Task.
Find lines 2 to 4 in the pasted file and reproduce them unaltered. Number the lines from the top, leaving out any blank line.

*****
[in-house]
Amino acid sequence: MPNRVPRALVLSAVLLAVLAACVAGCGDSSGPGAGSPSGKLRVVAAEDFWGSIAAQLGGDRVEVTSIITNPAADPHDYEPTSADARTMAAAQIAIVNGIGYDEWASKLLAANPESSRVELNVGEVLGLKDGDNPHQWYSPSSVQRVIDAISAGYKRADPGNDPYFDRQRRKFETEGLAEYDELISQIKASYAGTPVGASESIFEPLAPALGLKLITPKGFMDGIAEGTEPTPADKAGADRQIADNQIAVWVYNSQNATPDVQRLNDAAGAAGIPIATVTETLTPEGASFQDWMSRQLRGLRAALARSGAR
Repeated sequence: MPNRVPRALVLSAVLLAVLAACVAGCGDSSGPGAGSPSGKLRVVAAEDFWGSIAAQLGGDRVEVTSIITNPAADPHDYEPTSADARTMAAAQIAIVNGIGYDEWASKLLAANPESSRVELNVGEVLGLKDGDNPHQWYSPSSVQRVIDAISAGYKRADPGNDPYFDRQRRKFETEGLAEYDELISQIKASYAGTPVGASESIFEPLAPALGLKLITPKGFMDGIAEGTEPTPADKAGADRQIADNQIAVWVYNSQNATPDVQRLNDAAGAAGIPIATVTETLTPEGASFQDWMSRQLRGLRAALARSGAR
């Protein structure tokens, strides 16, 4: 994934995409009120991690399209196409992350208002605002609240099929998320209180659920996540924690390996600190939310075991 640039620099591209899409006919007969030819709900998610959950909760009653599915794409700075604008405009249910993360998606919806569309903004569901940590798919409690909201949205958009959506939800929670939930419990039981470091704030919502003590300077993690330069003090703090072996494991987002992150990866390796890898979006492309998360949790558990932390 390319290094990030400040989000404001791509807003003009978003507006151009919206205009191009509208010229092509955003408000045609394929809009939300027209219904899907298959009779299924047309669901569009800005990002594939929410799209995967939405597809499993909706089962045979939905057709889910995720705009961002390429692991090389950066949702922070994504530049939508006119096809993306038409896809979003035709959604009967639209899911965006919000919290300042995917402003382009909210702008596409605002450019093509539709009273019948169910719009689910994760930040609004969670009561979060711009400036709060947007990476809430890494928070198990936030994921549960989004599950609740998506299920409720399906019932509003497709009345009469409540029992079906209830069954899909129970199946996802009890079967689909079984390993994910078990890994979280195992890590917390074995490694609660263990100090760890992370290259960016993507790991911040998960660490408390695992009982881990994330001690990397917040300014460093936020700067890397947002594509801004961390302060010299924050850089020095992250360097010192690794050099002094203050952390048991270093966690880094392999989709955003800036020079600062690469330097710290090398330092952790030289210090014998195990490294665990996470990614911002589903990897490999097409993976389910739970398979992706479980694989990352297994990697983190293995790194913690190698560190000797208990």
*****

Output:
Amino acid sequence: MPNRVPRALVLSAVLLAVLAACVAGCGDSSGPGAGSPSGKLRVVAAEDFWGSIAAQLGGDRVEVTSIITNPAADPHDYEPTSADARTMAAAQIAIVNGIGYDEWASKLLAANPESSRVELNVGEVLGLKDGDNPHQWYSPSSVQRVIDAISAGYKRADPGNDPYFDRQRRKFETEGLAEYDELISQIKASYAGTPVGASESIFEPLAPALGLKLITPKGFMDGIAEGTEPTPADKAGADRQIADNQIAVWVYNSQNATPDVQRLNDAAGAAGIPIATVTETLTPEGASFQDWMSRQLRGLRAALARSGAR
Repeated sequence: MPNRVPRALVLSAVLLAVLAACVAGCGDSSGPGAGSPSGKLRVVAAEDFWGSIAAQLGGDRVEVTSIITNPAADPHDYEPTSADARTMAAAQIAIVNGIGYDEWASKLLAANPESSRVELNVGEVLGLKDGDNPHQWYSPSSVQRVIDAISAGYKRADPGNDPYFDRQRRKFETEGLAEYDELISQIKASYAGTPVGASESIFEPLAPALGLKLITPKGFMDGIAEGTEPTPADKAGADRQIADNQIAVWVYNSQNATPDVQRLNDAAGAAGIPIATVTETLTPEGASFQDWMSRQLRGLRAALARSGAR
């Protein structure tokens, strides 16, 4: 994934995409009120991690399209196409992350208002605002609240099929998320209180659920996540924690390996600190939310075991 640039620099591209899409006919007969030819709900998610959950909760009653599915794409700075604008405009249910993360998606919806569309903004569901940590798919409690909201949205958009959506939800929670939930419990039981470091704030919502003590300077993690330069003090703090072996494991987002992150990866390796890898979006492309998360949790558990932390 390319290094990030400040989000404001791509807003003009978003507006151009919206205009191009509208010229092509955003408000045609394929809009939300027209219904899907298959009779299924047309669901569009800005990002594939929410799209995967939405597809499993909706089962045979939905057709889910995720705009961002390429692991090389950066949702922070994504530049939508006119096809993306038409896809979003035709959604009967639209899911965006919000919290300042995917402003382009909210702008596409605002450019093509539709009273019948169910719009689910994760930040609004969670009561979060711009400036709060947007990476809430890494928070198990936030994921549960989004599950609740998506299920409720399906019932509003497709009345009469409540029992079906209830069954899909129970199946996802009890079967689909079984390993994910078990890994979280195992890590917390074995490694609660263990100090760890992370290259960016993507790991911040998960660490408390695992009982881990994330001690990397917040300014460093936020700067890397947002594509801004961390302060010299924050850089020095992250360097010192690794050099002094203050952390048991270093966690880094392999989709955003800036020079600062690469330097710290090398330092952790030289210090014998195990490294665990996470990614911002589903990897490999097409993976389910739970398979992706479980694989990352297994990697983190293995790194913690190698560190000797208990």